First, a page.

While not a romantic break-up, The Banshees of Inisherin is about a break in a relationship and is a universal reflection of platonic and romantic relationships. The story of two best friends where one loses interest in another and cuts him out of his life can be applied to the death of any kind of relationship. At its core, the movie is about two people who were very close, where something shifts in one party's mind, and he begins to grow apart from the relationship while another is caught off guard.
There is a sort of randomness to it, where one person's feelings change to something else almost overnight with no explanation, and it comes as a shock to the other, with that individual is left to pick up the pieces. From the perspective of the person being broken up with, there is seemingly no reason, and Martin McDonagh's film hones in on the feeling of being left and the helplessness which follows. The Banshees of Inisherin for all intents and purposes is a breakup movie.
La La Land is positioned in many ways as a classic Hollywood musical romance, even pairing frequent romantic co-stars Ryan Gosling and Emma Stone together. While the movie is a romance, it is a tragic one. Sebastian (Gosling) and Mia (Stone) do not end up together in the end. They are at a point in their lives where they love one another and are on two different paths.
The film's epilogue, taking place five years after the majority of the film, sees Mia with her new husband attending the club owned by Sebastian and him playing a song on the piano that translates to what their life could have been had they ended up together is one of beautifully heartbreaking. The movie ends with the two sharing a glance, as they have grown into the people they want to be sadly their relationship just came along at the wrong time, but they still helped each other grow.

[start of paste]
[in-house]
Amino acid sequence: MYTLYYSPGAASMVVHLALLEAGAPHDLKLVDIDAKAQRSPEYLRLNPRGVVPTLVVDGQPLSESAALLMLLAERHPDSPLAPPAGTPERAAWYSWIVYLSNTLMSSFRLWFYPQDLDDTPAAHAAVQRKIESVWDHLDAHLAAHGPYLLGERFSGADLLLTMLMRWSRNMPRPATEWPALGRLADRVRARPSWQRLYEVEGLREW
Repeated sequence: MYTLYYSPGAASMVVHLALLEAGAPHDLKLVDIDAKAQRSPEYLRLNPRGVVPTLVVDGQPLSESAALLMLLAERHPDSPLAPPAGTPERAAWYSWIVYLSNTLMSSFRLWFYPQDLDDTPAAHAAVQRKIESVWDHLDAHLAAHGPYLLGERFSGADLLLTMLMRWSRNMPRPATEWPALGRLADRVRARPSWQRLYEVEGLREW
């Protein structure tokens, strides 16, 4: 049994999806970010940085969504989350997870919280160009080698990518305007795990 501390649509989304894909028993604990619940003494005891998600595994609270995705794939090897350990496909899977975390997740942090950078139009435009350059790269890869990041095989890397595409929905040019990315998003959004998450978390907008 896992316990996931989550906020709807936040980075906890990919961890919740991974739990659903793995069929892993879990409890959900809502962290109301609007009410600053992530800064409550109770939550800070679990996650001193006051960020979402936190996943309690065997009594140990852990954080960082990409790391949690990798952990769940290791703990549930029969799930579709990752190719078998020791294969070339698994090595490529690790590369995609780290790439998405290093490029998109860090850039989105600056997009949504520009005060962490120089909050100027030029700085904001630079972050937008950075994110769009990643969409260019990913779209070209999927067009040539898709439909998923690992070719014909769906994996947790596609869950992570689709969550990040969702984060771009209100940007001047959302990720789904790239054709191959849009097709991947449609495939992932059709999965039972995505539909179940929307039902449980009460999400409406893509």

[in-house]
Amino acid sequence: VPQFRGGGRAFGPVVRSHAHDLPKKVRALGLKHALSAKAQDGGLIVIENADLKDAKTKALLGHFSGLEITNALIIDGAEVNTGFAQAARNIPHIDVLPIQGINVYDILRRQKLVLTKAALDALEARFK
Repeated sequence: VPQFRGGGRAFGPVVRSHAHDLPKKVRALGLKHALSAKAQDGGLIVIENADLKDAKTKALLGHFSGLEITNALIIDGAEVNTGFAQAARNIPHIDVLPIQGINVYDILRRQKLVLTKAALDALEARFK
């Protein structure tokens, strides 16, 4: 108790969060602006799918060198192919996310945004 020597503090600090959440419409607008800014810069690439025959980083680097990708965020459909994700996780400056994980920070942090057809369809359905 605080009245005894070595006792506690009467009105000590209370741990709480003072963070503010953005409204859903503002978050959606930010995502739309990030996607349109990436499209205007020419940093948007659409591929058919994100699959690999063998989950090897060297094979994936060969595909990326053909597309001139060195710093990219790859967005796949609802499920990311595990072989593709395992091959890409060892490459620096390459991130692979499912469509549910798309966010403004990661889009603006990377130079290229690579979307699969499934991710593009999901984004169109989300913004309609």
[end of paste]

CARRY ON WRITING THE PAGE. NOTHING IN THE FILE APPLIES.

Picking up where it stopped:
La La Land's conclusion is not the Hollywood happy ending, but a more naturalistic real one. Sometimes a relationship can have a big impact on a person, but that does not always mean it is meant to last. You can love someone deeply, but that does not always lead to being together. Yet that does not make the love any less real and that person wasn't any less special.
Richard Fink is a writer who graduated from Arizona State University in 2016 with a degree in Film and Media Production. He loves the finer things in life, like cold Diet Coke on a hot summer day. Richard is a fan of all things Star Wars, Marvel, DC, and Film History.